A mentally unstable veteran works as a nighttime taxi driver in New York City, where the perceived decadence and sleaze fuels his urge for violent action by attempting to liberate a presidential campaign worker and an underage prostitute.
Robert De Niro,
Protagonist Alex DeLarge is an "ultraviolent" youth in futuristic Britain. As with all luck, his eventually runs out and he's arrested and convicted of murder and rape. While in prison, Alex learns of an experimental program in which convicts are programmed to detest violence. If he goes through the program, his sentence will be reduced and he will be back on the streets sooner than expected. But Alex's ordeals are far from over once he hits the mean streets of Britain that he had a hand in creating.Written by
Being the adventures of a young man ... who couldn't resist pretty girls ... or a bit of the old ultra-violence ... went to jail, was re-conditioned ... and came out a different young man ... or was he ? See more »
Film Critic Gene Siskel interviewed Kubrick after Clockwork Orange came out and all the furor happened; the film was banned; Kubrick himself was threatened; and the film became one of the most controversial ever made. Gene Siskel asked if Alex Delarge was a villain: Kubrick said "it is inappropriate to talk about the characters in ''A Clockwork Orange'' as heroes and villains. The film is satire," he said. Siskel went on to talk about Kubrick's world view; and the widespread belief because of movies like Clockwork Orange and The Shining that he hates people; that he's a dark, cynical misanthrope: "''You don't have to make Frank Capra movies to like people,'' Kubrick said. ''Capra presents a view of life as we all wish it really were. But I think you can still present a darker picture of life without disliking the human race. And I think Frank Capra movies are wonderful. And I wish life were like most any one of them. And I wish everybody were like Jimmy Stewart. But they're not.'' See more »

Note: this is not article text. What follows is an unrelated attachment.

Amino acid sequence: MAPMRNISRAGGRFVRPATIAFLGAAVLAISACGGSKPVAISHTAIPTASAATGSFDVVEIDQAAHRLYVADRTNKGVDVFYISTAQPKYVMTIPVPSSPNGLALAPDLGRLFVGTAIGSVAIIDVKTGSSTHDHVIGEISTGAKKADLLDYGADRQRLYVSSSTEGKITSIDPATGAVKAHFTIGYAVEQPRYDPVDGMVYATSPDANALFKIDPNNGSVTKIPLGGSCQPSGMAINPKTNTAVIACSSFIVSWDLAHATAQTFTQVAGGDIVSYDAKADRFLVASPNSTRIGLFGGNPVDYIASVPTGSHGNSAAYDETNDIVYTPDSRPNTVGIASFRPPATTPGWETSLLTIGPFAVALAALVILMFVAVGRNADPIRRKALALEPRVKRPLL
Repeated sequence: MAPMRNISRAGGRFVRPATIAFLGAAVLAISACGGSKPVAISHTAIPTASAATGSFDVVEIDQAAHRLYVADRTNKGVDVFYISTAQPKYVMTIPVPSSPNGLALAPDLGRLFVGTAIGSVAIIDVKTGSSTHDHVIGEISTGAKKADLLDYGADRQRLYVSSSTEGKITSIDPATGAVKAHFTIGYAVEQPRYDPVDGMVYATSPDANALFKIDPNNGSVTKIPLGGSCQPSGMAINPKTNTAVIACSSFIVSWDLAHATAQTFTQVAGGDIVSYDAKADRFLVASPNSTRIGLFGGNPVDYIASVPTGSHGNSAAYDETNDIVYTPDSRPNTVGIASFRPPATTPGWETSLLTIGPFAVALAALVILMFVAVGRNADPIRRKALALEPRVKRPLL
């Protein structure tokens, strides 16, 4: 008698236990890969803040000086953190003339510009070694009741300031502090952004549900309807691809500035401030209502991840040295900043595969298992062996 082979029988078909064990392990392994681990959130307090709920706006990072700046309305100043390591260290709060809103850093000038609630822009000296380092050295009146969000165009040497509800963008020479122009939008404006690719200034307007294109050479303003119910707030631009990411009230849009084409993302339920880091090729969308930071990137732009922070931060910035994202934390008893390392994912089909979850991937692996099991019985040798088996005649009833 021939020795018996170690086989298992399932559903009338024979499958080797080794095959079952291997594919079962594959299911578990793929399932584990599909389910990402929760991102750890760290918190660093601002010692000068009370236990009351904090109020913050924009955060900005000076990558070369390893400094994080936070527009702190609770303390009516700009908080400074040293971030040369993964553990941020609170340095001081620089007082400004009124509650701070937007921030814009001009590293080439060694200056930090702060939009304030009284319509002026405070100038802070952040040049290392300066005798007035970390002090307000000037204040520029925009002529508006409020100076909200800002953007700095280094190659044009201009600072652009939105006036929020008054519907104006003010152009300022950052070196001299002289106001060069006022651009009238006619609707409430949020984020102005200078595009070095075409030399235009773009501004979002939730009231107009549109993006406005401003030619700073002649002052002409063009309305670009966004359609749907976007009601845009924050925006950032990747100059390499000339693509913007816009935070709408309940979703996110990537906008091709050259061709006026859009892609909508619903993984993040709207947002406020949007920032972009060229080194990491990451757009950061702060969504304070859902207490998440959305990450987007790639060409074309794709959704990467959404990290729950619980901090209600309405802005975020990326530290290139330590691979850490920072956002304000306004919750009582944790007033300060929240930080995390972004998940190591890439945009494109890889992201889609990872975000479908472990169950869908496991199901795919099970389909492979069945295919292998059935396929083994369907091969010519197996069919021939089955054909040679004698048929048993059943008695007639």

In the music store, the camera is briefly reflected in the mirrors to the right. See more »
There was me, that is Alex, and my three droogs, that is Pete, Georgie, and Dim, and we sat in the Korova Milkbar trying to make up our rassoodocks what to do with the evening. The Korova milkbar sold milk-plus, milk plus vellocet or synthemesc or drencrom, which is what we were drinking. This would sharpen you up and make you ready for a bit of the old ultra-violence.
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There are no opening credits after the title, which is followed by the opening shot of Alex the Droog. Although it is now commonplace for major films to not have opening credits, in 1971 it was considered rather unusual and was considered a trademark of director Stanley Kubrick. See more »
In the 1971 X version, when Alex is smashed with the milk bottle, it is in slow-motion. In the edited R version, it is at normal speed. See more »